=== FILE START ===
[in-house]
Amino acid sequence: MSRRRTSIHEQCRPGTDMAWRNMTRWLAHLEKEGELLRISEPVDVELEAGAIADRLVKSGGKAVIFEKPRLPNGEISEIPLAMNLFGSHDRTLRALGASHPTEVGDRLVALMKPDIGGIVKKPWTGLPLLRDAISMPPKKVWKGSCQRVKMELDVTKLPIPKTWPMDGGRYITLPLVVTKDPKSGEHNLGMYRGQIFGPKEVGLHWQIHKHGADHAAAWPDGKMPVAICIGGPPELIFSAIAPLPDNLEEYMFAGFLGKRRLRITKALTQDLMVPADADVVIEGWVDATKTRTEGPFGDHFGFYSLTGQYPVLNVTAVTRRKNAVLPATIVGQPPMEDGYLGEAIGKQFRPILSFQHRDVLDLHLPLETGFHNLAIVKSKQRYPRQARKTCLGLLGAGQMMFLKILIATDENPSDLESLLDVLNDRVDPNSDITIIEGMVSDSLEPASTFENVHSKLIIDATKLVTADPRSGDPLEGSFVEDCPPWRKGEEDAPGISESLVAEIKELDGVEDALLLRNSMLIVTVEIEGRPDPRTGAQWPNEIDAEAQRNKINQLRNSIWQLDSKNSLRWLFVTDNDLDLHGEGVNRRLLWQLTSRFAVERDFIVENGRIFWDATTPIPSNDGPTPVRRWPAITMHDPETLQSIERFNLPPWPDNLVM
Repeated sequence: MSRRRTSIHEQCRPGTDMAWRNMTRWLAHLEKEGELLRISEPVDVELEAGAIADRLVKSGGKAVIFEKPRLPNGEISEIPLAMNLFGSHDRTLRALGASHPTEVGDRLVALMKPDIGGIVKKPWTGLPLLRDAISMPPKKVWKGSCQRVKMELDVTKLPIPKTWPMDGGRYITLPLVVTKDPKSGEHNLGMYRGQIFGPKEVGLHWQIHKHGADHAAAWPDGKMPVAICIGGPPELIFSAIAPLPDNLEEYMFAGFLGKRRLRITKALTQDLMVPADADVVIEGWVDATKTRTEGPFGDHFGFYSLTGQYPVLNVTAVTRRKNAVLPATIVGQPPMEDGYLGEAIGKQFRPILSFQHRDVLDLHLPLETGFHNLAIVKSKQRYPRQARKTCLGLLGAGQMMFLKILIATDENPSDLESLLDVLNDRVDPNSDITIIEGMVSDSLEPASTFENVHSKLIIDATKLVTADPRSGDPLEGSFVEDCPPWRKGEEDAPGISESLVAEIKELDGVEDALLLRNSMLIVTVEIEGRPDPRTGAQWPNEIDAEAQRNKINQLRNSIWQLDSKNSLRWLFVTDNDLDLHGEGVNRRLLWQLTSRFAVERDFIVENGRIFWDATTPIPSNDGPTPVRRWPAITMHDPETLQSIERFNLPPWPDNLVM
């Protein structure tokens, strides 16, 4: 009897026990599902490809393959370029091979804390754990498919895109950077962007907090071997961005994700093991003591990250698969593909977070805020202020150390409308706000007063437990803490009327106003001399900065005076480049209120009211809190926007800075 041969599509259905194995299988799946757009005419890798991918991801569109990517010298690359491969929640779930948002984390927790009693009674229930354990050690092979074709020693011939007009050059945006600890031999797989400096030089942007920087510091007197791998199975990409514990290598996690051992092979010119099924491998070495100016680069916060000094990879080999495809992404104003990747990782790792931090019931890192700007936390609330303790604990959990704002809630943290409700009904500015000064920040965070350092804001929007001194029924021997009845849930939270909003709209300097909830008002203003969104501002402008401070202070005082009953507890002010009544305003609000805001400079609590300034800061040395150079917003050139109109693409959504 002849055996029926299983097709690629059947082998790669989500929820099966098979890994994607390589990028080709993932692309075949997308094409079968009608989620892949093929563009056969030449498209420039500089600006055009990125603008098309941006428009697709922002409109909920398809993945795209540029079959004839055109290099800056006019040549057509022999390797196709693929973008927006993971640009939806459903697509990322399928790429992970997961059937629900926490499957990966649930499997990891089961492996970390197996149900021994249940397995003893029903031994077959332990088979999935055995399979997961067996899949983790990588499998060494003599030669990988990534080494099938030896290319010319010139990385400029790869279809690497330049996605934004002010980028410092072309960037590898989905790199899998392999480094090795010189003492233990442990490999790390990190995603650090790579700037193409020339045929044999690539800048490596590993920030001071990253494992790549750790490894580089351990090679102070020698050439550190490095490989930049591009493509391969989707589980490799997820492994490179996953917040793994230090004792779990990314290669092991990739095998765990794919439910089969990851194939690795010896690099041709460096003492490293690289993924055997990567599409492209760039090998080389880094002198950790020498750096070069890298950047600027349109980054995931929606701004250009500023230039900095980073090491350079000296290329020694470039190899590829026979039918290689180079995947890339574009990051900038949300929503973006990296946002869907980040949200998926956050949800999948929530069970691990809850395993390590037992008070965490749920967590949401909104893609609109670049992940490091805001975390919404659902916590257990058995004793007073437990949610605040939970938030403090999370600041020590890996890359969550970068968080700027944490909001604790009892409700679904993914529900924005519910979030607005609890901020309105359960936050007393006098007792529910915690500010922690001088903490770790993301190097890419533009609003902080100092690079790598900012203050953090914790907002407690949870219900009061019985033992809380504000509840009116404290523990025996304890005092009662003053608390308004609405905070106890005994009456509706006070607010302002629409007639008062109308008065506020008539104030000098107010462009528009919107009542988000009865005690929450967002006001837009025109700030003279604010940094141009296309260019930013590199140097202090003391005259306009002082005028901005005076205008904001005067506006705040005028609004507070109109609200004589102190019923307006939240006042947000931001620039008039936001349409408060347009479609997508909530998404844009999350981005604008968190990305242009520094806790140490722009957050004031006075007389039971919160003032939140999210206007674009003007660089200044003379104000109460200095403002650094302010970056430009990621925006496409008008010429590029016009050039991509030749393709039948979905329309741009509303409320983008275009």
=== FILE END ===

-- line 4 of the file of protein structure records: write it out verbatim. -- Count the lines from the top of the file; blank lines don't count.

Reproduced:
């Protein structure tokens, strides 16, 4: 009897026990599902490809393959370029091979804390754990498919895109950077962007907090071997961005994700093991003591990250698969593909977070805020202020150390409308706000007063437990803490009327106003001399900065005076480049209120009211809190926007800075 041969599509259905194995299988799946757009005419890798991918991801569109990517010298690359491969929640779930948002984390927790009693009674229930354990050690092979074709020693011939007009050059945006600890031999797989400096030089942007920087510091007197791998199975990409514990290598996690051992092979010119099924491998070495100016680069916060000094990879080999495809992404104003990747990782790792931090019931890192700007936390609330303790604990959990704002809630943290409700009904500015000064920040965070350092804001929007001194029924021997009845849930939270909003709209300097909830008002203003969104501002402008401070202070005082009953507890002010009544305003609000805001400079609590300034800061040395150079917003050139109109693409959504 002849055996029926299983097709690629059947082998790669989500929820099966098979890994994607390589990028080709993932692309075949997308094409079968009608989620892949093929563009056969030449498209420039500089600006055009990125603008098309941006428009697709922002409109909920398809993945795209540029079959004839055109290099800056006019040549057509022999390797196709693929973008927006993971640009939806459903697509990322399928790429992970997961059937629900926490499957990966649930499997990891089961492996970390197996149900021994249940397995003893029903031994077959332990088979999935055995399979997961067996899949983790990588499998060494003599030669990988990534080494099938030896290319010319010139990385400029790869279809690497330049996605934004002010980028410092072309960037590898989905790199899998392999480094090795010189003492233990442990490999790390990190995603650090790579700037193409020339045929044999690539800048490596590993920030001071990253494992790549750790490894580089351990090679102070020698050439550190490095490989930049591009493509391969989707589980490799997820492994490179996953917040793994230090004792779990990314290669092991990739095998765990794919439910089969990851194939690795010896690099041709460096003492490293690289993924055997990567599409492209760039090998080389880094002198950790020498750096070069890298950047600027349109980054995931929606701004250009500023230039900095980073090491350079000296290329020694470039190899590829026979039918290689180079995947890339574009990051900038949300929503973006990296946002869907980040949200998926956050949800999948929530069970691990809850395993390590037992008070965490749920967590949401909104893609609109670049992940490091805001975390919404659902916590257990058995004793007073437990949610605040939970938030403090999370600041020590890996890359969550970068968080700027944490909001604790009892409700679904993914529900924005519910979030607005609890901020309105359960936050007393006098007792529910915690500010922690001088903490770790993301190097890419533009609003902080100092690079790598900012203050953090914790907002407690949870219900009061019985033992809380504000509840009116404290523990025996304890005092009662003053608390308004609405905070106890005994009456509706006070607010302002629409007639008062109308008065506020008539104030000098107010462009528009919107009542988000009865005690929450967002006001837009025109700030003279604010940094141009296309260019930013590199140097202090003391005259306009002082005028901005005076205008904001005067506006705040005028609004507070109109609200004589102190019923307006939240006042947000931001620039008039936001349409408060347009479609997508909530998404844009999350981005604008968190990305242009520094806790140490722009957050004031006075007389039971919160003032939140999210206007674009003007660089200044003379104000109460200095403002650094302010970056430009990621925006496409008008010429590029016009050039991509030749393709039948979905329309741009509303409320983008275009």